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Leonid MAC

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Aug 28, 2003 - NASA AMES RESEARCH CENTER, CA. Many observers of last year's Leonid storms noticed the lingering trains in bright fireballs that sometimes persist for an hour. Scientists meeting at NASA Ames Research Center this week to discuss all aspects of Leonid storm research have announced that the early fragmentation of the comet rubble high in the Earth's atmosphere may be responsible for the peculiar pattern of parallel tracks seen in many lingering trains.

"The early breakup could be due to the violent loss of volatile organic molecules", says SETI Institute meteor astronomer Peter Jenniskens. "Such loss of volatiles can lead to chemically altered products that may have played a role in the origin of life".

Writing in a recent issue of WGN, the Journal of the International Meteor Organization, Jenniskens points out that a catastrophic breakup often leads to two large fragments, breaking off from the back of the meteoroid, in the wake of much smaller debris. He explains: "Only the bigger chunks are expected to induce the air turbulence that facilitates the mixing of oxygen atoms in the train and ambient ozone molecules." The resulting chemical reaction is catalyzed by meteoric iron atoms that end up shining bright in an eerie yellow-orange light.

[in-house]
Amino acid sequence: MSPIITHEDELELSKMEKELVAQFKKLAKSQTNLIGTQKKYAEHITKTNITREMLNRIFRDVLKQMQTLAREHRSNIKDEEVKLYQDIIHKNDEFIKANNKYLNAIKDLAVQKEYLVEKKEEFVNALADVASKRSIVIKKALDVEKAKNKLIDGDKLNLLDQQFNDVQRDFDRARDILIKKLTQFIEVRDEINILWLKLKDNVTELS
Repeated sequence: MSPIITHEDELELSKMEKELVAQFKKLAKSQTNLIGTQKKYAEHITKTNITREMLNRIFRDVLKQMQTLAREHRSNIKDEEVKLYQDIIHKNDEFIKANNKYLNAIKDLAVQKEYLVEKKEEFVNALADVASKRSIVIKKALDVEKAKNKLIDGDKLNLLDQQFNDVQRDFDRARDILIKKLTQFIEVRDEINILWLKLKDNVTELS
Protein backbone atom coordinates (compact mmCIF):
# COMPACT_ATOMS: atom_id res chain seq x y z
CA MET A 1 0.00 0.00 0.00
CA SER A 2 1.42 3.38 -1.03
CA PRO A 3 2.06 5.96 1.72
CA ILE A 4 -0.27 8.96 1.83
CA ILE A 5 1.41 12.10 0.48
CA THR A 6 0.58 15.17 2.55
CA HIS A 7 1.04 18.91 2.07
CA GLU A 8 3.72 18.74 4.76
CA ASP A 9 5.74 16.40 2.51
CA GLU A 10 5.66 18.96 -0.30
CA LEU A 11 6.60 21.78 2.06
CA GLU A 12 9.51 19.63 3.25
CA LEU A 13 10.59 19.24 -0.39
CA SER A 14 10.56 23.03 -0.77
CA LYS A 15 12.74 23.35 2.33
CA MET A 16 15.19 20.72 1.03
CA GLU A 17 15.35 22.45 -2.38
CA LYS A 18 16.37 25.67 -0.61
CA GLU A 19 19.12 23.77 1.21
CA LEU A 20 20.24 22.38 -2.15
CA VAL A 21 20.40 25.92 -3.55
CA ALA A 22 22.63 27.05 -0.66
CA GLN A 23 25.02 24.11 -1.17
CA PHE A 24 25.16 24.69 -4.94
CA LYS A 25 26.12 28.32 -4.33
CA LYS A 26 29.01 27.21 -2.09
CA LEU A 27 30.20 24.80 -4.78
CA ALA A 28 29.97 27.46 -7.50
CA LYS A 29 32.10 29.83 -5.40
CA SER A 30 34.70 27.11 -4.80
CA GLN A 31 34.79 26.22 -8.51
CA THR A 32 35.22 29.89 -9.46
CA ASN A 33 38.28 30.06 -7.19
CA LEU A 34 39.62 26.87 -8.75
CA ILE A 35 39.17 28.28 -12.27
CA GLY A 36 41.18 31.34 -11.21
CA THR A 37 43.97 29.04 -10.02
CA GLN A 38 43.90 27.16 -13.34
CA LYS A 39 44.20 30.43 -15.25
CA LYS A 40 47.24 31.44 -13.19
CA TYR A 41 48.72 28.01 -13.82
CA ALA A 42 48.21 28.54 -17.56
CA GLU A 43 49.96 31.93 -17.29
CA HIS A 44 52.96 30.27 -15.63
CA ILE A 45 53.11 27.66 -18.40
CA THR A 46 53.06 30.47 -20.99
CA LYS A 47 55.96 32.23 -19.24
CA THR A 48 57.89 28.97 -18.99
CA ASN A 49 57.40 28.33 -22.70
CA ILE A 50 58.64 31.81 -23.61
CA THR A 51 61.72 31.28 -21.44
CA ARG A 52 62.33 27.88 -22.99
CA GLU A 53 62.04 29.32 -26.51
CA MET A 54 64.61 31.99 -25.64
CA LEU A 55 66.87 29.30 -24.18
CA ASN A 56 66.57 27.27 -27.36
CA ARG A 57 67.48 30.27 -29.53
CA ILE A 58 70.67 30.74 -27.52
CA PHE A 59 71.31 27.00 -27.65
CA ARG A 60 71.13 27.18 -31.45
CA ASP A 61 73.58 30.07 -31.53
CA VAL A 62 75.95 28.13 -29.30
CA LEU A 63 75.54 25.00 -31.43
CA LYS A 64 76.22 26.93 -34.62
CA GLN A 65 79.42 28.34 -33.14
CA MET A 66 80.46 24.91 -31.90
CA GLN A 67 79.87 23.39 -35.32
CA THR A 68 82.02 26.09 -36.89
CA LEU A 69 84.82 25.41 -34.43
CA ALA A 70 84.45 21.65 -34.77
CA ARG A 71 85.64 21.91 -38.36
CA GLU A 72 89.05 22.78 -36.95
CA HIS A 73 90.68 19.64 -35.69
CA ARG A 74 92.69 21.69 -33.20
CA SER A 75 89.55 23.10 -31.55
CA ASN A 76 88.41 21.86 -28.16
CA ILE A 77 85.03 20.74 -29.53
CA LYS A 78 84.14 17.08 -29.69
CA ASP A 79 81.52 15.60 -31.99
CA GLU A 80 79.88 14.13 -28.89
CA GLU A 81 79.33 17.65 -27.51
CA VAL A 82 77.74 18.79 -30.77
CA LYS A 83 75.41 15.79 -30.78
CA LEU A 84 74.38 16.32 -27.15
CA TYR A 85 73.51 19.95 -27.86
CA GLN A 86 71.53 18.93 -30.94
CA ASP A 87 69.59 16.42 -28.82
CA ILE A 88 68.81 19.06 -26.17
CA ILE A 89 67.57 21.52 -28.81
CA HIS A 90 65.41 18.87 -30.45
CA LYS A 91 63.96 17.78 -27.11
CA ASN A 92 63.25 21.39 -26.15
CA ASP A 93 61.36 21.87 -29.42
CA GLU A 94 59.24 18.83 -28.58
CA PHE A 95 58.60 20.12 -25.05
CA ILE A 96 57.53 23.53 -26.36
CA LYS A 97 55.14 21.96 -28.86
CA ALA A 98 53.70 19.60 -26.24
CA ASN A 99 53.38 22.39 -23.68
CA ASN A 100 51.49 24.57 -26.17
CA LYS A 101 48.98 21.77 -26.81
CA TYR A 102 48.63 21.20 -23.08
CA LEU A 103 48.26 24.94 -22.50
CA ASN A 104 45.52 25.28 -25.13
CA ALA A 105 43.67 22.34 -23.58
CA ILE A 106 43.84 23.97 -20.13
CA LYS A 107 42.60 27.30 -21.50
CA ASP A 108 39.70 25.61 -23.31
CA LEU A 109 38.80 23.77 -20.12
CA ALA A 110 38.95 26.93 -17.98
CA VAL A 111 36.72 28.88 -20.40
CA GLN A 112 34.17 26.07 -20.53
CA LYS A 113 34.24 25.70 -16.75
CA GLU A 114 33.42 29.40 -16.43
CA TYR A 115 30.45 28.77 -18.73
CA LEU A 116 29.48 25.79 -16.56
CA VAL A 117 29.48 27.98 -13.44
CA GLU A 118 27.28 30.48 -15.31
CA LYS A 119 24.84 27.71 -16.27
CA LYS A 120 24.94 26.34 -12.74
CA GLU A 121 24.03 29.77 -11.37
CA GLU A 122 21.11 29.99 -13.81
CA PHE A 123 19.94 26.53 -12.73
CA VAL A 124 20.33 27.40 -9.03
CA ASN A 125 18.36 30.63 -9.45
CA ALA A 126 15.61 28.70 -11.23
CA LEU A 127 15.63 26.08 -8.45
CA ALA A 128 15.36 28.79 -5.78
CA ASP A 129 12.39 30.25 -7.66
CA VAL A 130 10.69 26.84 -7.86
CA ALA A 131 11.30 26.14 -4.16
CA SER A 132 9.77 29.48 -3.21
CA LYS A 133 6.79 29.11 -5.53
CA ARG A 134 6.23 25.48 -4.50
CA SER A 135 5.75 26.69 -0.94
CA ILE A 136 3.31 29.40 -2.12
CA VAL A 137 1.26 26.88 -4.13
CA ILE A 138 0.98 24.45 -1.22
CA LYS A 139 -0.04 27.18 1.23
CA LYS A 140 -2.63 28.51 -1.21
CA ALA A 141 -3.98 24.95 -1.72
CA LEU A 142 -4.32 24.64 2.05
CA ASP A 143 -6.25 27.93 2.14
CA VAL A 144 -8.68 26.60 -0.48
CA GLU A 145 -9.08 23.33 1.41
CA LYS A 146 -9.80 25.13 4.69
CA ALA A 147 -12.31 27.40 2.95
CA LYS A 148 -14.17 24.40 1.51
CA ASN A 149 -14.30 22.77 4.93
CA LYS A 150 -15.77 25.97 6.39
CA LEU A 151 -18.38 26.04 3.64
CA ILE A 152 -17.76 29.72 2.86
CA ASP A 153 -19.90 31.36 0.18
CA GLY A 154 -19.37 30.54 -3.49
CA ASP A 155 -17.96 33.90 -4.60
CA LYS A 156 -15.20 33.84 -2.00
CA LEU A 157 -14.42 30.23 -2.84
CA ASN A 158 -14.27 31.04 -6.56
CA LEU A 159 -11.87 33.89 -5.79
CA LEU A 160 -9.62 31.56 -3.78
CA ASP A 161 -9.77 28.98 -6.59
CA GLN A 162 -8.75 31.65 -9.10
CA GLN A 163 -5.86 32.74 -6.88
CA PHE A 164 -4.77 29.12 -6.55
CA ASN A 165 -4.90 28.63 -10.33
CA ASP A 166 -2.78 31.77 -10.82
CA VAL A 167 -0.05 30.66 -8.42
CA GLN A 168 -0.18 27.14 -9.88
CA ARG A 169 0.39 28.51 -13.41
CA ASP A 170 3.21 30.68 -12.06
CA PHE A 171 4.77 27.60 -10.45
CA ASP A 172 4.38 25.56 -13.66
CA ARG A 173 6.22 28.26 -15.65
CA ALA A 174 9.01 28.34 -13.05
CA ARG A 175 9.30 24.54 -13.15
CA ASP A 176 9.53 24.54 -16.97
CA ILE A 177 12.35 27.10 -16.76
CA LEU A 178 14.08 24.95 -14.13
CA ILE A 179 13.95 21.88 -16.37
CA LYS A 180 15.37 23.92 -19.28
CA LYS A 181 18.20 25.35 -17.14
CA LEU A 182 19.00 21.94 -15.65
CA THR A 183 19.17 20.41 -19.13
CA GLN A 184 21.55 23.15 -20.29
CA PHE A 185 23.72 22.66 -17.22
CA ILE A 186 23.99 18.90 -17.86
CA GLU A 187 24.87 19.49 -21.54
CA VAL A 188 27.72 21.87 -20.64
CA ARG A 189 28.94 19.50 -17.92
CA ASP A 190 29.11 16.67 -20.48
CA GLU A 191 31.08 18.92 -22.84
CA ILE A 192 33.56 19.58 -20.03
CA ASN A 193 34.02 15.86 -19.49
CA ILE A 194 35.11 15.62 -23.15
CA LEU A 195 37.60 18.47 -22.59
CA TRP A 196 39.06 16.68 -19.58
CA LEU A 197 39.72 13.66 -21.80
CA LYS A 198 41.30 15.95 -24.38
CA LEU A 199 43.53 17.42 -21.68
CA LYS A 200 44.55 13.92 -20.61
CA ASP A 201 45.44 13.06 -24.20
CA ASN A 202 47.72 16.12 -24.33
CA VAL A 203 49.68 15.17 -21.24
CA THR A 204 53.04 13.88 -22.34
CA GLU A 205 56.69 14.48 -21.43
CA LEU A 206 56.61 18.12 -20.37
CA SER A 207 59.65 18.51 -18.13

Jenniskens finds that the Leonid meteoroids fall apart in the thin atmosphere at altitudes of 160 - 120 km (100 - 75 miles) above the surface. By the time that the rubble penetrates down to altitudes where ozone is abundant, at 90 - 70 km (60 - 40 miles), those fragments can have moved apart by several hundred meters. The separation of their turbulent wakes is further enhanced by the pressure of the hot air in the meteor path, resulting in the parallel bands of light that are common in lingering trains.

Earlier explanations for the structure of lingering trains assumed their shape to be a hollow cylinder. This notion fell flat when it was found that no light emanates from the space between the suspected cylinder walls.

This result is just one among many discussed at the 2003 Leonid MAC Workshop, an international science meeting on the Leonid meteor storms, which continues at NASA Ames Research Center until Saturday August 30.


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